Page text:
William and Mary needs to embrace the nationwide esports trend


With all the craze around basketball these last few weeks — along with the excitement of the impending return of football — it is becoming evident that the College is squandering its potential to create a new powerhouse for excitement: an official esports team.

Having come from out west, I have enjoyed seeing universities such as Boise State, California-Irvine, California-Berkeley, and Utah join the number of schools deciding to create dynamic and successful varsity esports teams. These schools allow students with an aptitude in competitive video games such as Blizzard Entertainment’s “Overwatch” and Riot Games’ “League of Legends” to represent their university.

A prospective student can test their skill and vie for a spot on the team with the assurance that, if they make the cut, the school will grant them scholarship money in the same way that a traditional athlete would receive money to compete for a school.

The general trend for esports in 2019 is extreme upward growth. The upcoming finals for the North American League of Legends Spring Championship is set to surpass last year’s record 600,000 live viewers. Likewise, according to CNBC, 2018’s League of Legends World Championship in Seoul, South Korea drew in 100 million unique viewers — two million more than watched Super Bowl LII in 2018.

So why is it that Tribe Athletics is turning a blind eye to the growth of collegiate esports? While Irvine and Boise State build esport gaming coliseums, the College seems more preoccupied with attempting to convince apathetic students that traditional sports are what they should spend their weekend viewing. An esports coliseum would provide an alternate outlet for entertainment to students who would prefer to spectate a tournament. It would provide the necessary equipment for students of differing economic resources to be able to enjoy the latest competitive games on equipment they can access.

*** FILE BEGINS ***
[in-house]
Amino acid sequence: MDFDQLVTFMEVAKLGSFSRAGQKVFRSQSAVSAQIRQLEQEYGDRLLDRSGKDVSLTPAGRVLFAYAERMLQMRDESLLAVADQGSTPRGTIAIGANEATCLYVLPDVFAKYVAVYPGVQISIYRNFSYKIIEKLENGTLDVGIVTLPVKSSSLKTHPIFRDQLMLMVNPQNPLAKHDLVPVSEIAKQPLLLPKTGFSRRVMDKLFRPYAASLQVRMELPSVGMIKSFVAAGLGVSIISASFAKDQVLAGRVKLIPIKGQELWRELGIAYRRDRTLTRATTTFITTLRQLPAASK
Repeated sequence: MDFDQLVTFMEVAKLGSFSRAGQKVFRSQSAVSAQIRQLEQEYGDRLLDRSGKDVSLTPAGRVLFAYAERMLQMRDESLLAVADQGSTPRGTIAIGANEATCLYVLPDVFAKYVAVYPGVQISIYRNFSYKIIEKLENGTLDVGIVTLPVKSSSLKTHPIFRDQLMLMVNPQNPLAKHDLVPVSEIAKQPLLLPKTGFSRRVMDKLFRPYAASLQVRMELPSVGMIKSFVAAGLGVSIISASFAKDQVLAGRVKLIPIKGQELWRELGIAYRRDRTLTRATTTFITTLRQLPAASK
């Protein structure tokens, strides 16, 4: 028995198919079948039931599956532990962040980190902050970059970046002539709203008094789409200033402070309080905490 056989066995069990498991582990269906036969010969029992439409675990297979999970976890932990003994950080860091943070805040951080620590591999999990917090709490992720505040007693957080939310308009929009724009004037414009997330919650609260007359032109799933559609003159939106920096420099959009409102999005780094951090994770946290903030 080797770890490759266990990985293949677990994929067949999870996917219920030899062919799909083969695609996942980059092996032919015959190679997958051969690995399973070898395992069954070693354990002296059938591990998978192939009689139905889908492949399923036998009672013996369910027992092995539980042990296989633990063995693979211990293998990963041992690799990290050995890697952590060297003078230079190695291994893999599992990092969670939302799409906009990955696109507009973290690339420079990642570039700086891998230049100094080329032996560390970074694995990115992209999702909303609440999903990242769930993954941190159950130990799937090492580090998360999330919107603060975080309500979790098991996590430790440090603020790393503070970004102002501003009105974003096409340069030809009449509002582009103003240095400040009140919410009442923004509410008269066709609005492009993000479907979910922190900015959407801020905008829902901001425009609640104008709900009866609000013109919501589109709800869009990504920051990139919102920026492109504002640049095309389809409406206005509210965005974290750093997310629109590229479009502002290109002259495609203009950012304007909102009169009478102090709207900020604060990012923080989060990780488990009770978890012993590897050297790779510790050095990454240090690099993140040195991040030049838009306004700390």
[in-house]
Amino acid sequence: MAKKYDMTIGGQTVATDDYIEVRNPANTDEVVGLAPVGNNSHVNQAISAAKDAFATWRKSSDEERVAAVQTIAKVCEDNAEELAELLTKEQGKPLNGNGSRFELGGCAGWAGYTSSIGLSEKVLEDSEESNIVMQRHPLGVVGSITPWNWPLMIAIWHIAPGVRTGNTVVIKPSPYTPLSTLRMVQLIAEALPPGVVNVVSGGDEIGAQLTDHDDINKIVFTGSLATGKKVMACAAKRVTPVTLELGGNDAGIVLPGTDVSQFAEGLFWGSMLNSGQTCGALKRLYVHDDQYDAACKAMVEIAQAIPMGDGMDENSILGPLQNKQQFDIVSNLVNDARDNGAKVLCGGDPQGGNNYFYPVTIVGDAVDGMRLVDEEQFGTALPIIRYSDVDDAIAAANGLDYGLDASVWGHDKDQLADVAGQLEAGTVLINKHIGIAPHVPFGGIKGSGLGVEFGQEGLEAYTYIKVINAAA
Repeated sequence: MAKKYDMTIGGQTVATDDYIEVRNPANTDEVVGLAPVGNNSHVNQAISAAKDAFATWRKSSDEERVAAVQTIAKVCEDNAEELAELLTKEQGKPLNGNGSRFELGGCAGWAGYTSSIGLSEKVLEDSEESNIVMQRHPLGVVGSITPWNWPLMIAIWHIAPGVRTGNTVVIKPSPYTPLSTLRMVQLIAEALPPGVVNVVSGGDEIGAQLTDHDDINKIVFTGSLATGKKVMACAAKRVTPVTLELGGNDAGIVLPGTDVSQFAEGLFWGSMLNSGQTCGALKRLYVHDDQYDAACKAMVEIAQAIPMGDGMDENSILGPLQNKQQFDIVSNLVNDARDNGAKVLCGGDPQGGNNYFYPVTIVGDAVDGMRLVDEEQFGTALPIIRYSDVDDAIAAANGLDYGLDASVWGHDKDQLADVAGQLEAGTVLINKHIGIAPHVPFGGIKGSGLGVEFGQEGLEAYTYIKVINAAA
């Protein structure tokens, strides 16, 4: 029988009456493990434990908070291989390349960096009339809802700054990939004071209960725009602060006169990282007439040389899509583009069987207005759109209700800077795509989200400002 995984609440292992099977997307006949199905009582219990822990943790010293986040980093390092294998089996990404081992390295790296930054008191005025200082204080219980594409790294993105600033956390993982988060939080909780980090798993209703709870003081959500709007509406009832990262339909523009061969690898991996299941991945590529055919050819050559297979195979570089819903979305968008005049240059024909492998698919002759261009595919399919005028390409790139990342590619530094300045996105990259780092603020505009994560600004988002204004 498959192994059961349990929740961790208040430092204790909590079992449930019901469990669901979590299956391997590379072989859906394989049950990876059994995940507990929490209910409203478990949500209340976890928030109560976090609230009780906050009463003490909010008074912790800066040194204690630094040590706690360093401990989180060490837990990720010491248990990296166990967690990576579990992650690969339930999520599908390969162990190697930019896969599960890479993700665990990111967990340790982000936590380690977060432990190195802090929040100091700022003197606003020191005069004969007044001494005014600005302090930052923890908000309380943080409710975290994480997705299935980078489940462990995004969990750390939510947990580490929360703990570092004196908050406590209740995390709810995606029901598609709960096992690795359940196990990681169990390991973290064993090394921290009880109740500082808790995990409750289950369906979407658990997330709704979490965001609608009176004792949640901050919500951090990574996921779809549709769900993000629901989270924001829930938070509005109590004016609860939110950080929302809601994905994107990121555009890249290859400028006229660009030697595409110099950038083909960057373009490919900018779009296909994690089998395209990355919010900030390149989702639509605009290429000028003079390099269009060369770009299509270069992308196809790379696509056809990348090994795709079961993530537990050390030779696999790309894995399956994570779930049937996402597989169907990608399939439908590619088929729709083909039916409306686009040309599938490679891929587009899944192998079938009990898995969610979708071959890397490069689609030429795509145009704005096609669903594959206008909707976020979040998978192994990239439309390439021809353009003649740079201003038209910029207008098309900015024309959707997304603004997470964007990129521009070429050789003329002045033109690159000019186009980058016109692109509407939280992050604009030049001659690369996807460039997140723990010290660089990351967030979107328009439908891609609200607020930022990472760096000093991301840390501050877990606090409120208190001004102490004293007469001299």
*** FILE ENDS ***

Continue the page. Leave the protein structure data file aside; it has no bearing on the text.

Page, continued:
Despite the negative attention that video games receive amongst the general populace — often described as a “waste of time” — there is an inseparable link between video games and the vital fields of computer programming and mathematics. The explosive growth of video games presents an opportunity for the creators of the future to be part of a movement that inspires millions of gamers.

If the College were to create an open environment of equal opportunity, not only could the Tribe’s potential epsorts team bring home championships, but perhaps it could serve as a rallying point for the College’s community of gamers and esports fanatics. Likewise, perhaps a curiosity in esports would encourage more people to consider William and Mary to be their destination for high-tech education.

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Gavin Aquin Hernández ’22 is the co-founder and Editor-in-Chief of Flat Hat Magazine from 2020 until 2022. He has sat on the Editorial Board of the newspaper since his freshman year and previously served as Sports Editor and as Variety Editor. Gavin is a History and Hispanic studies double major originally from Las Vegas, NV but he now resides in Alexandria, VA. Outside of The Flat Hat, he is on the digital media team for ROCKET Magazine.


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